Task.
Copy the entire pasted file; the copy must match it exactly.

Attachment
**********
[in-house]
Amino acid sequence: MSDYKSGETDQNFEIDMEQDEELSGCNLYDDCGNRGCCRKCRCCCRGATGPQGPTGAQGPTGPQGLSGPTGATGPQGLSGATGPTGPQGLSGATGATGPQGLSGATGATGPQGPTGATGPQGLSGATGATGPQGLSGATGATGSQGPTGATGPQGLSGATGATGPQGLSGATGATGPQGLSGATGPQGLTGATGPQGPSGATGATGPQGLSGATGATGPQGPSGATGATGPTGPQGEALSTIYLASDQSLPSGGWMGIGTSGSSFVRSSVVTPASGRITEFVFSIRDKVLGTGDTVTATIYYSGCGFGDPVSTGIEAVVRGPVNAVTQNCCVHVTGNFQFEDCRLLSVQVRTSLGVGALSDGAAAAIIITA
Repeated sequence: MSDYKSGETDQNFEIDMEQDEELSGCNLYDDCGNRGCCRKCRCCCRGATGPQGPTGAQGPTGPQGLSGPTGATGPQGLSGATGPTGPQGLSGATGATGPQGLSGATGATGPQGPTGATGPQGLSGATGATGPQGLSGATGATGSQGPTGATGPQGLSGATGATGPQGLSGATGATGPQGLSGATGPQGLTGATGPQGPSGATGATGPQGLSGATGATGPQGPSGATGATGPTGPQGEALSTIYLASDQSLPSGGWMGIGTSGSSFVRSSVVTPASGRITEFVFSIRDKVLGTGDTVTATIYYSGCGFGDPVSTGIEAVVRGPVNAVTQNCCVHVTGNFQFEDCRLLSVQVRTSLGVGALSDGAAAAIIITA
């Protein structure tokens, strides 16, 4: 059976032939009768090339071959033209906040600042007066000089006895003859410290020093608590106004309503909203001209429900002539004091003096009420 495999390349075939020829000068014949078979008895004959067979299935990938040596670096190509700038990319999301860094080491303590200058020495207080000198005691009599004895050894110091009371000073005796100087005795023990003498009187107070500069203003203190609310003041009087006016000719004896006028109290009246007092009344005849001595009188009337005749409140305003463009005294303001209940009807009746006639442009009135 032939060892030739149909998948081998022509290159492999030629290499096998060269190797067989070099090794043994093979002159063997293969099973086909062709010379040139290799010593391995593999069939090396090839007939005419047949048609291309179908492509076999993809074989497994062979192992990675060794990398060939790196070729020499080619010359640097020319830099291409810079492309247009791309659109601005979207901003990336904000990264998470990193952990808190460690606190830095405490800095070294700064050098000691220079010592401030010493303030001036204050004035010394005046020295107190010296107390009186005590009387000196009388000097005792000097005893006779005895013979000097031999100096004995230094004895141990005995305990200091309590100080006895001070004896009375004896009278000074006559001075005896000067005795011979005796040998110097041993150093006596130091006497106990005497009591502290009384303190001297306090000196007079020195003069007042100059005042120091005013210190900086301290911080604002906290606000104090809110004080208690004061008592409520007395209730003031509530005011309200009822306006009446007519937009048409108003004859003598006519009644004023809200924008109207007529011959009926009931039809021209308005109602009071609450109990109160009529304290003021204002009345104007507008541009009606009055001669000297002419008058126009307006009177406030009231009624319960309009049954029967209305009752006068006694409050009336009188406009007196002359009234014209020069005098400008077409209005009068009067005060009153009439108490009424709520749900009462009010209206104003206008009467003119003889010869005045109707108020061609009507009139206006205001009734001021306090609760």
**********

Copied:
[in-house]
Amino acid sequence: MSDYKSGETDQNFEIDMEQDEELSGCNLYDDCGNRGCCRKCRCCCRGATGPQGPTGAQGPTGPQGLSGPTGATGPQGLSGATGPTGPQGLSGATGATGPQGLSGATGATGPQGPTGATGPQGLSGATGATGPQGLSGATGATGSQGPTGATGPQGLSGATGATGPQGLSGATGATGPQGLSGATGPQGLTGATGPQGPSGATGATGPQGLSGATGATGPQGPSGATGATGPTGPQGEALSTIYLASDQSLPSGGWMGIGTSGSSFVRSSVVTPASGRITEFVFSIRDKVLGTGDTVTATIYYSGCGFGDPVSTGIEAVVRGPVNAVTQNCCVHVTGNFQFEDCRLLSVQVRTSLGVGALSDGAAAAIIITA
Repeated sequence: MSDYKSGETDQNFEIDMEQDEELSGCNLYDDCGNRGCCRKCRCCCRGATGPQGPTGAQGPTGPQGLSGPTGATGPQGLSGATGPTGPQGLSGATGATGPQGLSGATGATGPQGPTGATGPQGLSGATGATGPQGLSGATGATGSQGPTGATGPQGLSGATGATGPQGLSGATGATGPQGLSGATGPQGLTGATGPQGPSGATGATGPQGLSGATGATGPQGPSGATGATGPTGPQGEALSTIYLASDQSLPSGGWMGIGTSGSSFVRSSVVTPASGRITEFVFSIRDKVLGTGDTVTATIYYSGCGFGDPVSTGIEAVVRGPVNAVTQNCCVHVTGNFQFEDCRLLSVQVRTSLGVGALSDGAAAAIIITA
């Protein structure tokens, strides 16, 4: 059976032939009768090339071959033209906040600042007066000089006895003859410290020093608590106004309503909203001209429900002539004091003096009420 495999390349075939020829000068014949078979008895004959067979299935990938040596670096190509700038990319999301860094080491303590200058020495207080000198005691009599004895050894110091009371000073005796100087005795023990003498009187107070500069203003203190609310003041009087006016000719004896006028109290009246007092009344005849001595009188009337005749409140305003463009005294303001209940009807009746006639442009009135 032939060892030739149909998948081998022509290159492999030629290499096998060269190797067989070099090794043994093979002159063997293969099973086909062709010379040139290799010593391995593999069939090396090839007939005419047949048609291309179908492509076999993809074989497994062979192992990675060794990398060939790196070729020499080619010359640097020319830099291409810079492309247009791309659109601005979207901003990336904000990264998470990193952990808190460690606190830095405490800095070294700064050098000691220079010592401030010493303030001036204050004035010394005046020295107190010296107390009186005590009387000196009388000097005792000097005893006779005895013979000097031999100096004995230094004895141990005995305990200091309590100080006895001070004896009375004896009278000074006559001075005896000067005795011979005796040998110097041993150093006596130091006497106990005497009591502290009384303190001297306090000196007079020195003069007042100059005042120091005013210190900086301290911080604002906290606000104090809110004080208690004061008592409520007395209730003031509530005011309200009822306006009446007519937009048409108003004859003598006519009644004023809200924008109207007529011959009926009931039809021209308005109602009071609450109990109160009529304290003021204002009345104007507008541009009606009055001669000297002419008058126009307006009177406030009231009624319960309009049954029967209305009752006068006694409050009336009188406009007196002359009234014209020069005098400008077409209005009068009067005060009153009439108490009424709520749900009462009010209206104003206008009467003119003889010869005045109707108020061609009507009139206006205001009734001021306090609760």